I have recently been talking with some business owners about how to position yourself as an expert and how to communicate your expertise. The main question being, how do I explain what I do? …without fumbling over my words or rambling for ages. There’s also been a common theme of people feeling like their messaging is confusing and that it’s probably not really connecting with their ideal clients. This got me thinking that if some people are asking it, then other people are probably asking it as well. And so, I thought it would be super helpful to share my tips with my community, so that you no longer have to struggle to explain what you do in a way that actually converts and that actually connects with your ideal client.
To kick things off, I want to share my statement. It’s a one liner that I use when I’m explaining what I do, and particularly when I’m explaining what I do to my ideal clients in a group of other business owners.
“I help female entrepreneurs become the number one choice for their dream clients with copywriting that converts so they don’t have to waste time working with the wrong clients.”
Now, that is a pretty simple statement, but I actually put a lot of effort into creating it. And the reason why I use this statement is because it instantly tells people how I help them.
Before I break my statement down, let me address something first. I feel that when people try and explain what they do, they only talk about themselves. This also goes for any sort of copywriting, especially on your website, people tend to get stuck in this habit of only talking about themselves. But really, we need to reframe this. The way that you should be talking or writing your copy is that your focus should be talking about your ideal clients or your dream clients. You should be talking in a way that’s going to make sense to them, it’s going to serve them and it’s going to show them the transformation that you can create for them. This is the time we need to be a little less selfish and we need to remember to frame these sorts of sentences in terms of what our ideal clients want and what’s actually going to connect with them.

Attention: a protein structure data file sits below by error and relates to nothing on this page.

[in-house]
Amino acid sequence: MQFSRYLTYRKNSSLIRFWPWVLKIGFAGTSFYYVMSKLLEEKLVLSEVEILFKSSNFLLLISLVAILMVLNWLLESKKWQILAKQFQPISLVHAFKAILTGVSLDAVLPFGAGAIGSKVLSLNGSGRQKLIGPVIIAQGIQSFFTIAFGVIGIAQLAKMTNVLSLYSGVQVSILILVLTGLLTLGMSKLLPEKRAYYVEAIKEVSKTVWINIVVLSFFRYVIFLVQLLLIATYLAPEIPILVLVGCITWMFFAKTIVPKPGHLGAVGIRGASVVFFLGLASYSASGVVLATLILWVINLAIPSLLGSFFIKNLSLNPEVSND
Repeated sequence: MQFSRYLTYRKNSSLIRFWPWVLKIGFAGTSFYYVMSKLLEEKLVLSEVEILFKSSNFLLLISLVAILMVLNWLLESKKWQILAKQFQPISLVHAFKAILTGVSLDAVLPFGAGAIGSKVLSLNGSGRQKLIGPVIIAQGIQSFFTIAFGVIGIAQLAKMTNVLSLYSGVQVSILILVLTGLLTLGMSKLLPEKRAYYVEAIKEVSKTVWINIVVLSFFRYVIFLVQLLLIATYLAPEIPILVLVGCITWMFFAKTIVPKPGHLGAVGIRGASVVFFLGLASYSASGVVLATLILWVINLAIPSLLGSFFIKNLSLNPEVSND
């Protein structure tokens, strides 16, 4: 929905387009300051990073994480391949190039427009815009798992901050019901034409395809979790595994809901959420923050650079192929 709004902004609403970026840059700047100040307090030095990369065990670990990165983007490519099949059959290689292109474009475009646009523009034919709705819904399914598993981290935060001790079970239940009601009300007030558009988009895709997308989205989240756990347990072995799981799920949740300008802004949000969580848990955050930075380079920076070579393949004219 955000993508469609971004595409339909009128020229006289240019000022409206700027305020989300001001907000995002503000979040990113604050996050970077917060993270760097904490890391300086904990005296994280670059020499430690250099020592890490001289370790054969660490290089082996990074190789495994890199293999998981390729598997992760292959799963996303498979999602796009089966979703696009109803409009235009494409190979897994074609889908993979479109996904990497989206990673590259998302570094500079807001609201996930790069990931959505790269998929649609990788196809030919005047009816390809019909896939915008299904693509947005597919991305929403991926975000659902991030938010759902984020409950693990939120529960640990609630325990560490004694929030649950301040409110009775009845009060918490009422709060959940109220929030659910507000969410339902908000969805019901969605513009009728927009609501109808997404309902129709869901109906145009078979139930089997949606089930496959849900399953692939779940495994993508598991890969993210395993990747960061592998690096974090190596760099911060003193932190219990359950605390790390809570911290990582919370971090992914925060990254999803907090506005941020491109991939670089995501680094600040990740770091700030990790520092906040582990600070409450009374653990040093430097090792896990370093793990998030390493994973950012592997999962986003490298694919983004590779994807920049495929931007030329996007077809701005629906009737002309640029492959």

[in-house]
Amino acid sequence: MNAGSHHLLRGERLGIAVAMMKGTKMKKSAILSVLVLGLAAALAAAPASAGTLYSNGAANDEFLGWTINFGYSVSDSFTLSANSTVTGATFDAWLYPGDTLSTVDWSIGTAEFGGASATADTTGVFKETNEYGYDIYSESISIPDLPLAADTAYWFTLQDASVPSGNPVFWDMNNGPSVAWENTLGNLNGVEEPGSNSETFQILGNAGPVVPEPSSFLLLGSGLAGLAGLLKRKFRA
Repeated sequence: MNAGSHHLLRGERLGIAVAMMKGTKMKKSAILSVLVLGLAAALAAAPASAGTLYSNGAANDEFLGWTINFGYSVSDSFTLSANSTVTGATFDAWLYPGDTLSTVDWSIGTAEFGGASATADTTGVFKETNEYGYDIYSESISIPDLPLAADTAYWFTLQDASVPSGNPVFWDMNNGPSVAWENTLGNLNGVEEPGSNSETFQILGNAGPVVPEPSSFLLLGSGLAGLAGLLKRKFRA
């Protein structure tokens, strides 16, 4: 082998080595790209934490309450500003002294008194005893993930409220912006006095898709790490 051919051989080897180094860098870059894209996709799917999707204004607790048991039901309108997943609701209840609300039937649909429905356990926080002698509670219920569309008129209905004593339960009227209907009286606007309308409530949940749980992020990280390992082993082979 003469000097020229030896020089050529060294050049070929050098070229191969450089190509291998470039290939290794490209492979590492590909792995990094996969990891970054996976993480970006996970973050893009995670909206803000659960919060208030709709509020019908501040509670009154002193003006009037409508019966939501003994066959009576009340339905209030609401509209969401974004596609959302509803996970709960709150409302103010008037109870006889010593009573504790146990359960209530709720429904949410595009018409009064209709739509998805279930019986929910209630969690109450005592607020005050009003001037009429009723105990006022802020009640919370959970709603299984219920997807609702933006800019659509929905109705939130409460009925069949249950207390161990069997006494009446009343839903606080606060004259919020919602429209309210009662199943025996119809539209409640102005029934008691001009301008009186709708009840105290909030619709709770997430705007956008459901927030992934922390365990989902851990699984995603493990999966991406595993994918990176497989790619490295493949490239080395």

Now there are a few parts to my statement and that you will need to include in yours, so let’s break it down.
First of all, there is the identity. So the identity is who you actually serve. In words that they understand. For me, mine is female entrepreneurs. It’s crystal clear who it is. And anyone who is a female entrepreneur should be able to put their hand up and go, “that is for me”.
The next thing is, there is a deep desire or a transformation for your ideal clients to achieve, right? This is the desire or the transformation that your ideal clients want in their actual words. Mine is become the number one choice for your dream clients. It is super clear what this transformation is.
Thirdly, there is this big pain point, this thing that they want to avoid. For my clients, this is the wrong clients. I found out through heaps and heaps of research that they actually don’t want to work with the wrong clients who won’t pay them what they’re worth. Instead, they want to avoid the wrong clients and filter them out when writing their copywriting. By using their copywriting to position them as the number one choice for their dream clients, they will be able to actually filter out all of those wrong people.
And then lastly, there is the how. *Now, I want to make a disclaimer here and say that you don’t always need to include the how in this statement.* It’s not always necessary because sometimes the transformation or the deep desire will actually cover this. But if you are someone who uses a very particular type of platform, or a particular type of strategy that absolutely needs to be included because otherwise the statement could be confusing or too broad, then definitely include it.
For example, I have specified my how, which is with copywriting that converts because that is the specific strategy I teach. I also don’t want anyone coming to me, whether in my DM’s or jumping on an enquiry call and not actually knowing how they’re going to become the number one choice. Or not knowing that my strategy is centred around copywriting. So, for me, it makes sense to include the how in my statement.